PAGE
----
Christianity and Bioethics. Seeking Arguments for Stem Cell Research in Genesis

Article excerpt

Abstract: Many Christian scholars, if not all of them, consider Genesis to be foundational texts of the Bible and the spring for all the other doctrines of the Scripture. Therefore, I'm considering the attempt to search and find arguments for cell therapy ethical issues in the fundamental text of Genesis as a challenging and educative task. Moreover, this could be the first step in analyzing the relationships between Christian religions and bioethics, in terms of finding reasonable decisions for ethical challenges, raised by the current biomedical research. As for many other dilemmas of humanity, we have to recall the text of Genesis for analyzing the goodness or evilness of our actions in translational medicine, even though that is not the only way to get a reasonable ethical decision. My contribution is an essay that is trying to correlate the Genesis lessons with the needed arguments in deciding what could be good and what could be evil in the stem cell research, according to the religious convictions. The biggest challenges of biomedical research for Christian religions were due to the human cloning issue, made possible by the somatic cell nuclear transfer, but those challenges update the older debates on birth control pill, technologically assisted reproduction, or gene therapy. Issues related to in vitro fertilization, gene enhancement and gene therapy, human cell cloning, embryonic stem cell using, and chimera cell obtaining for research are being considered and related to the putative arguments extracted from the book of Genesis, describing the origins.

As a matter of fact, I may conclude that the single way to reach a reasonable ethical decision in our society is to intersect ethics, science and theology and to engage large debates involving scientists, theologians, civil society representatives, ethicists (experts in applied ethics) and moral philosophers, having the two latest professionals as referees.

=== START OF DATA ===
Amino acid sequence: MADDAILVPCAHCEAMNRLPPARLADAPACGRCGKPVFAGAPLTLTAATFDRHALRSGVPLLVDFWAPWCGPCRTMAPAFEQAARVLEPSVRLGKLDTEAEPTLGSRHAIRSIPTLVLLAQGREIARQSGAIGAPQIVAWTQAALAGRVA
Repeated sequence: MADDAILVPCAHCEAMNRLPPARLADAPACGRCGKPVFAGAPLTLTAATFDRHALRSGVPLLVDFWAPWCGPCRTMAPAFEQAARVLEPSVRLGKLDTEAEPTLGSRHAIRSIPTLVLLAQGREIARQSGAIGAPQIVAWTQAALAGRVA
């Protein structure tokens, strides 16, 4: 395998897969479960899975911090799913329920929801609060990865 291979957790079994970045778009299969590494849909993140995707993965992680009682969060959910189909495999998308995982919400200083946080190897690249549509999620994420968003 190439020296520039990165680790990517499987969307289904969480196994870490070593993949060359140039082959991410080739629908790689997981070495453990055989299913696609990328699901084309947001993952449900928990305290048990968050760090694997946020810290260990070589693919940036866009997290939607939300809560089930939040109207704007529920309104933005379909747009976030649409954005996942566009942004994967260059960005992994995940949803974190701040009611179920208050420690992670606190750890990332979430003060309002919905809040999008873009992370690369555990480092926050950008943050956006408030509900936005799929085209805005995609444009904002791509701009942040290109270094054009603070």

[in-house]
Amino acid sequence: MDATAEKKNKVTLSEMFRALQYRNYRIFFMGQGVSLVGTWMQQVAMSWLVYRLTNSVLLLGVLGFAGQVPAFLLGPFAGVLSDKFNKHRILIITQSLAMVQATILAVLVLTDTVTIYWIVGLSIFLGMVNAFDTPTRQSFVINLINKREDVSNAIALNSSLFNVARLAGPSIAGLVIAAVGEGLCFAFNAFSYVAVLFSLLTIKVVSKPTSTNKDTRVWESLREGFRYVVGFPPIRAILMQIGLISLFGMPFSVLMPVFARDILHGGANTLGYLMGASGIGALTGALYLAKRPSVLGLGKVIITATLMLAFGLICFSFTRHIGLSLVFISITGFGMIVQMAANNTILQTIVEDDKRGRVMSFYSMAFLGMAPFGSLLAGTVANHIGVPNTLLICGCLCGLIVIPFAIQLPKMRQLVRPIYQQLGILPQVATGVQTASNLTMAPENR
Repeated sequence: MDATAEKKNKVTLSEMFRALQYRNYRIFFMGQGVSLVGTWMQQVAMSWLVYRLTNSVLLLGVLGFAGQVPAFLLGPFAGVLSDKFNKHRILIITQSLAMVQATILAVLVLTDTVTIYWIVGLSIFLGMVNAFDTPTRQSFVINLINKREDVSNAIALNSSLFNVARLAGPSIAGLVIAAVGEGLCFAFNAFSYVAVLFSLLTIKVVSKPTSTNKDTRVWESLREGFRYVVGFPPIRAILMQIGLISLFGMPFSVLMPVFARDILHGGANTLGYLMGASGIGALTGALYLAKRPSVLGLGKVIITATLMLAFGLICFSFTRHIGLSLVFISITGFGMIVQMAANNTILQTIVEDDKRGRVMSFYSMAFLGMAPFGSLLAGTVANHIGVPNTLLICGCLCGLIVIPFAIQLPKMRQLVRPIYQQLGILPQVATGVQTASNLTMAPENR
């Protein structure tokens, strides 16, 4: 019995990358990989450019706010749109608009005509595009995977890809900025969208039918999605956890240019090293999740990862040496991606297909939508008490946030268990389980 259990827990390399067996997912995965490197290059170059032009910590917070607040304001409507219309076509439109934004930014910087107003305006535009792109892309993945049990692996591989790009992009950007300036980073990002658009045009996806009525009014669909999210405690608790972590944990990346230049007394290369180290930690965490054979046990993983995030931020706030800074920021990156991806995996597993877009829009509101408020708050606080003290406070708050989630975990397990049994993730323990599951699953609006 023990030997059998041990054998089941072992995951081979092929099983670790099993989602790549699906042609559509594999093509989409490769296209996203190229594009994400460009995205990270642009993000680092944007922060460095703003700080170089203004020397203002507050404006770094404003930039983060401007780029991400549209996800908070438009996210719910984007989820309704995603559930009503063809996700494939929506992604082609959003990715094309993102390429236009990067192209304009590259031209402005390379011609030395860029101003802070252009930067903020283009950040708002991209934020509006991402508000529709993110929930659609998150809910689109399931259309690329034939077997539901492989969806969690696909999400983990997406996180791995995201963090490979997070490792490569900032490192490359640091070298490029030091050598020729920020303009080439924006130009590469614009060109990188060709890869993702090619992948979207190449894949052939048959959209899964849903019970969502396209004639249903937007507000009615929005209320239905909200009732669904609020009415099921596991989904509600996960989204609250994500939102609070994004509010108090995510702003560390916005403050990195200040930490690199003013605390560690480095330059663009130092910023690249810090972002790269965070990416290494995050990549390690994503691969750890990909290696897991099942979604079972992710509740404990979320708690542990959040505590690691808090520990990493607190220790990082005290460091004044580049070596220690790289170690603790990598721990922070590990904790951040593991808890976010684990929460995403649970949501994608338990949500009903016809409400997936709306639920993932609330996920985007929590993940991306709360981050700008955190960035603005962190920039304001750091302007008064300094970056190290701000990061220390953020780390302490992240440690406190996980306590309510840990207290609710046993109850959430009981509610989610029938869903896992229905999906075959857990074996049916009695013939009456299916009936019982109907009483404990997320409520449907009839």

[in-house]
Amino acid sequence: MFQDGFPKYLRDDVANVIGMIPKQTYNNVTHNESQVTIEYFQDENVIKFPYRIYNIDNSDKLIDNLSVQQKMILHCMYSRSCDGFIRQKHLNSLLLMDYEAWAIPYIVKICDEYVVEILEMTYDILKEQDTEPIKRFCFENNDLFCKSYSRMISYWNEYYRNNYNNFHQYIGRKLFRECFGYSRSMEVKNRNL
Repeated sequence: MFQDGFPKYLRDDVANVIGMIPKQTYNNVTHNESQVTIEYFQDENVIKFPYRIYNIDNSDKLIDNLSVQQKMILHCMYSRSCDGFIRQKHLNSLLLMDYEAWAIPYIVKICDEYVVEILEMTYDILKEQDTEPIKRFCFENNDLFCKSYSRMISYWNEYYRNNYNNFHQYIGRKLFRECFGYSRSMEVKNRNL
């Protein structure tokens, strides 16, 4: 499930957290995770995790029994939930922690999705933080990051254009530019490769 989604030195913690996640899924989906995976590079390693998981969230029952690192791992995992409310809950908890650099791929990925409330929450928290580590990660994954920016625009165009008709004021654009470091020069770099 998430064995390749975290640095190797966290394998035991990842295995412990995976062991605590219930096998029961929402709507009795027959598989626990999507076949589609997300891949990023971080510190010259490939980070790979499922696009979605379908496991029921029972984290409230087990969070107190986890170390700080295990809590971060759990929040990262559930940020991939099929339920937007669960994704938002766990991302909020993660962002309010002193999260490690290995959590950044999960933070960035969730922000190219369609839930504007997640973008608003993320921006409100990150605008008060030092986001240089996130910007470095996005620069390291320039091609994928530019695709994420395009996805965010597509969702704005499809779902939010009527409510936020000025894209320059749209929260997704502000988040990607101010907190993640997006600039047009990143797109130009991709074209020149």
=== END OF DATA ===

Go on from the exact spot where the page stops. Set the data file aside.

Key Words: bioethics, Christianity, Genesis, cell therapy, translational medicine, in vitro fertilization, human cloning

Introduction1

In the history of Christianity and biomedicine relationships, theological scholars have implemented proscriptions for many acts contributing to the knowledge development, as for example, dissection of human cadavers, helping us to understand the human body anatomy. However, brave people have emerged through time and succeeded in finding the appropriate solutions to elude prohibition2. The conservative attitude of religion often compelled scientists to find alternatives in their researches, in order to overpass the restrictions. Nowadays, we need wise people to reach reasonable decisions for the ethical issues raised by the biomedicine moral challenges. Moreover, these rational ethical decisions have to consider the religious beliefs. Here, I will consider some aspects related to Christianity and bioethics in the field of stem cell research.

Current days, there are controversial opinions regarding the intertwining of bioethics and religions3, that seem to softly converge. On the one hand, there were thinkers considering that "religious, philosophical, and moral convictions are part of what we call 'nonpublic identity', matters that citizens may deal with in their 'personal affairs'"4. On the other hand, more realistic scholars consider the idea "to eliminate comprehensive religious views of human good from the creation of public policy is not only to misunderstand the degree to which religious belief permeates secular thought, but also unfairly and unwisely to exclude religious views from public discussion in pluralistic democratic societies"5. In my opinion, none of the cultural gains of humanity could be ignored in any decision to reach, more so when it comes to an ethical decision; and the religious tradition is one of the most important cultural gains.

There are two basic approaches for analyzing the bioethical challenges in terms of religious convictions: a hermeneutical manner and a casuistic argumentation. …